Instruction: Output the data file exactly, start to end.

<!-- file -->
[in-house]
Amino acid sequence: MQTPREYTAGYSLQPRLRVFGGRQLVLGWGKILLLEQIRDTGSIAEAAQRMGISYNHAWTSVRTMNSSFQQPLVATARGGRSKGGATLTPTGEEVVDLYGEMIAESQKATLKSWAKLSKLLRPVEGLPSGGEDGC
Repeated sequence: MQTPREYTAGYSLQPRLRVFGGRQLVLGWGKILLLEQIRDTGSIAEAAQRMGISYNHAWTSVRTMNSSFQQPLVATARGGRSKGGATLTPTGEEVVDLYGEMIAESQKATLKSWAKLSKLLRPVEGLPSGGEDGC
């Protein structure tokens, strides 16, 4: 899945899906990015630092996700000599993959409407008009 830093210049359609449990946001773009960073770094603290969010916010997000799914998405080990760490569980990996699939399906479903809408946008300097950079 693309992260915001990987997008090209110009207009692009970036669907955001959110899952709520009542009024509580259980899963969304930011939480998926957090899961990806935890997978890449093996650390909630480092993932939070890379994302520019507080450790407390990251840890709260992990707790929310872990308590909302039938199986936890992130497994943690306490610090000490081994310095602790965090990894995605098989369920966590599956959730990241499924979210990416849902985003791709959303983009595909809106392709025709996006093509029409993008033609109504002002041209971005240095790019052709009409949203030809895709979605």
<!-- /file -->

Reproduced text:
[in-house]
Amino acid sequence: MQTPREYTAGYSLQPRLRVFGGRQLVLGWGKILLLEQIRDTGSIAEAAQRMGISYNHAWTSVRTMNSSFQQPLVATARGGRSKGGATLTPTGEEVVDLYGEMIAESQKATLKSWAKLSKLLRPVEGLPSGGEDGC
Repeated sequence: MQTPREYTAGYSLQPRLRVFGGRQLVLGWGKILLLEQIRDTGSIAEAAQRMGISYNHAWTSVRTMNSSFQQPLVATARGGRSKGGATLTPTGEEVVDLYGEMIAESQKATLKSWAKLSKLLRPVEGLPSGGEDGC
């Protein structure tokens, strides 16, 4: 899945899906990015630092996700000599993959409407008009 830093210049359609449990946001773009960073770094603290969010916010997000799914998405080990760490569980990996699939399906479903809408946008300097950079 693309992260915001990987997008090209110009207009692009970036669907955001959110899952709520009542009024509580259980899963969304930011939480998926957090899961990806935890997978890449093996650390909630480092993932939070890379994302520019507080450790407390990251840890709260992990707790929310872990308590909302039938199986936890992130497994943690306490610090000490081994310095602790965090990894995605098989369920966590599956959730990241499924979210990416849902985003791709959303983009595909809106392709025709996006093509029409993008033609109504002002041209971005240095790019052709009409949203030809895709979605």